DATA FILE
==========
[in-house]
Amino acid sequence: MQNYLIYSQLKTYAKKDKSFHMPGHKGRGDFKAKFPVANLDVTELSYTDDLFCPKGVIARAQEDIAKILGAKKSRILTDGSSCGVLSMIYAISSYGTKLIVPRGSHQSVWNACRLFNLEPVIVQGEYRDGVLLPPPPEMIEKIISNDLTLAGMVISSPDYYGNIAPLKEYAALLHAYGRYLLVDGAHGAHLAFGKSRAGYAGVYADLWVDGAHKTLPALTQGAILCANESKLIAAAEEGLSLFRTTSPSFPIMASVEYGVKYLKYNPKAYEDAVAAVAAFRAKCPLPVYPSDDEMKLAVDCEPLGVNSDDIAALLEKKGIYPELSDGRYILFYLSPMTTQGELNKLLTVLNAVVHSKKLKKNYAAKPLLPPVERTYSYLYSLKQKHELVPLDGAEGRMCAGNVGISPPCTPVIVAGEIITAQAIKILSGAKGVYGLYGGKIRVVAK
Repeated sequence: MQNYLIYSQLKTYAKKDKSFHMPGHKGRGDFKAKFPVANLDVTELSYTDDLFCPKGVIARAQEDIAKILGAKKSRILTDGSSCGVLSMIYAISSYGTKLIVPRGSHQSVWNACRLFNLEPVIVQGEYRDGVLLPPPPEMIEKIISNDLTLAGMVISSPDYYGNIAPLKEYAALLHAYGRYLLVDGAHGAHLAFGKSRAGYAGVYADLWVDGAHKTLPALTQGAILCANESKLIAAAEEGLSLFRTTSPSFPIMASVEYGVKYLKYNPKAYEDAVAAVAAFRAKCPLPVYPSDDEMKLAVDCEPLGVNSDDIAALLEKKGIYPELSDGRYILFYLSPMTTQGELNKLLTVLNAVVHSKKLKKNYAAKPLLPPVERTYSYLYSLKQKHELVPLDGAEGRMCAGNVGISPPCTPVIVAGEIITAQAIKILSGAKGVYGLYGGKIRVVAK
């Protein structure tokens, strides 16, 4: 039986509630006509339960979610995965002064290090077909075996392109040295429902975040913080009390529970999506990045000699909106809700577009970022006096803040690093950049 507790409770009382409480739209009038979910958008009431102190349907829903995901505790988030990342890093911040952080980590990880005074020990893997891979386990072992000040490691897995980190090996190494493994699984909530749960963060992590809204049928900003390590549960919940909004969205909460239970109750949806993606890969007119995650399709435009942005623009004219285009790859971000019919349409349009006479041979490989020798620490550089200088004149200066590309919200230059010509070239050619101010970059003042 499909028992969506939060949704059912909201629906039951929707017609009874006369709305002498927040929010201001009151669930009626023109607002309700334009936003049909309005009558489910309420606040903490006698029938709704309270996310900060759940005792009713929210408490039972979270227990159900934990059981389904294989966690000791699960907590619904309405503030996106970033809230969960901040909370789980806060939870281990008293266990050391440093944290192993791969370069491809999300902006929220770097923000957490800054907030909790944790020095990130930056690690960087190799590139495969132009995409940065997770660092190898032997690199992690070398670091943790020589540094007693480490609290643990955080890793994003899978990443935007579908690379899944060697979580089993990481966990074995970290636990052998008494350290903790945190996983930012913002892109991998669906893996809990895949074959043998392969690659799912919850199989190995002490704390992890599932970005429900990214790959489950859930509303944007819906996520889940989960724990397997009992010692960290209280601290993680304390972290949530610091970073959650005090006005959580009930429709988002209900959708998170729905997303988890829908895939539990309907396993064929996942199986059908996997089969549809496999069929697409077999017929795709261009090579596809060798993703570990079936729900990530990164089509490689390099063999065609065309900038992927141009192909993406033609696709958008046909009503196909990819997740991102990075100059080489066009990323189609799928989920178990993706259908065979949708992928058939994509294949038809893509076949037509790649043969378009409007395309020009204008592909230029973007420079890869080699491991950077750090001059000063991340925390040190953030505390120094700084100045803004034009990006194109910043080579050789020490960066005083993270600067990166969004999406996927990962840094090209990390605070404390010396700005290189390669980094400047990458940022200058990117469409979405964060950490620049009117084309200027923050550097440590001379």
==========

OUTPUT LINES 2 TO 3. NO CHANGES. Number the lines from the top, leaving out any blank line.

Amino acid sequence: MQNYLIYSQLKTYAKKDKSFHMPGHKGRGDFKAKFPVANLDVTELSYTDDLFCPKGVIARAQEDIAKILGAKKSRILTDGSSCGVLSMIYAISSYGTKLIVPRGSHQSVWNACRLFNLEPVIVQGEYRDGVLLPPPPEMIEKIISNDLTLAGMVISSPDYYGNIAPLKEYAALLHAYGRYLLVDGAHGAHLAFGKSRAGYAGVYADLWVDGAHKTLPALTQGAILCANESKLIAAAEEGLSLFRTTSPSFPIMASVEYGVKYLKYNPKAYEDAVAAVAAFRAKCPLPVYPSDDEMKLAVDCEPLGVNSDDIAALLEKKGIYPELSDGRYILFYLSPMTTQGELNKLLTVLNAVVHSKKLKKNYAAKPLLPPVERTYSYLYSLKQKHELVPLDGAEGRMCAGNVGISPPCTPVIVAGEIITAQAIKILSGAKGVYGLYGGKIRVVAK
Repeated sequence: MQNYLIYSQLKTYAKKDKSFHMPGHKGRGDFKAKFPVANLDVTELSYTDDLFCPKGVIARAQEDIAKILGAKKSRILTDGSSCGVLSMIYAISSYGTKLIVPRGSHQSVWNACRLFNLEPVIVQGEYRDGVLLPPPPEMIEKIISNDLTLAGMVISSPDYYGNIAPLKEYAALLHAYGRYLLVDGAHGAHLAFGKSRAGYAGVYADLWVDGAHKTLPALTQGAILCANESKLIAAAEEGLSLFRTTSPSFPIMASVEYGVKYLKYNPKAYEDAVAAVAAFRAKCPLPVYPSDDEMKLAVDCEPLGVNSDDIAALLEKKGIYPELSDGRYILFYLSPMTTQGELNKLLTVLNAVVHSKKLKKNYAAKPLLPPVERTYSYLYSLKQKHELVPLDGAEGRMCAGNVGISPPCTPVIVAGEIITAQAIKILSGAKGVYGLYGGKIRVVAK